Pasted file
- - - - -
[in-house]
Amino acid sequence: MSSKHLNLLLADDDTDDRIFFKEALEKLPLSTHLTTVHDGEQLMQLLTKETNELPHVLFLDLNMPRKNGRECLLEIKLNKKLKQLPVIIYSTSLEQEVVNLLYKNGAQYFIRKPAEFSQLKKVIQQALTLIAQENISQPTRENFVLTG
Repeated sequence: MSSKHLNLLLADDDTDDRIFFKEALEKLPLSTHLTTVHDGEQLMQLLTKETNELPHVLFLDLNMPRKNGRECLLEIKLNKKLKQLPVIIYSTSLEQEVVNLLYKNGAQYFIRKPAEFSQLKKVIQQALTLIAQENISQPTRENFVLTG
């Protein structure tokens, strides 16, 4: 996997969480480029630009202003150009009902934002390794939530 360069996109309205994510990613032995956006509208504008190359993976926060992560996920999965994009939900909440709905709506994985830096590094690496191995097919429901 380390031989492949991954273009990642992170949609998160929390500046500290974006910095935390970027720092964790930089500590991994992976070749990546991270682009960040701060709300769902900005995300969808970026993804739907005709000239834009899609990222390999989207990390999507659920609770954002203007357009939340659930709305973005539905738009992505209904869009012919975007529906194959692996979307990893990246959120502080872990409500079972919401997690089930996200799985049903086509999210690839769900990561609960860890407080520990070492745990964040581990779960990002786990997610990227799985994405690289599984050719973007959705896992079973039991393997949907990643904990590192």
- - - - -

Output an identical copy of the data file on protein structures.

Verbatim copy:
[in-house]
Amino acid sequence: MSSKHLNLLLADDDTDDRIFFKEALEKLPLSTHLTTVHDGEQLMQLLTKETNELPHVLFLDLNMPRKNGRECLLEIKLNKKLKQLPVIIYSTSLEQEVVNLLYKNGAQYFIRKPAEFSQLKKVIQQALTLIAQENISQPTRENFVLTG
Repeated sequence: MSSKHLNLLLADDDTDDRIFFKEALEKLPLSTHLTTVHDGEQLMQLLTKETNELPHVLFLDLNMPRKNGRECLLEIKLNKKLKQLPVIIYSTSLEQEVVNLLYKNGAQYFIRKPAEFSQLKKVIQQALTLIAQENISQPTRENFVLTG
């Protein structure tokens, strides 16, 4: 996997969480480029630009202003150009009902934002390794939530 360069996109309205994510990613032995956006509208504008190359993976926060992560996920999965994009939900909440709905709506994985830096590094690496191995097919429901 380390031989492949991954273009990642992170949609998160929390500046500290974006910095935390970027720092964790930089500590991994992976070749990546991270682009960040701060709300769902900005995300969808970026993804739907005709000239834009899609990222390999989207990390999507659920609770954002203007357009939340659930709305973005539905738009992505209904869009012919975007529906194959692996979307990893990246959120502080872990409500079972919401997690089930996200799985049903086509999210690839769900990561609960860890407080520990070492745990964040581990779960990002786990997610990227799985994405690289599984050719973007959705896992079973039991393997949907990643904990590192």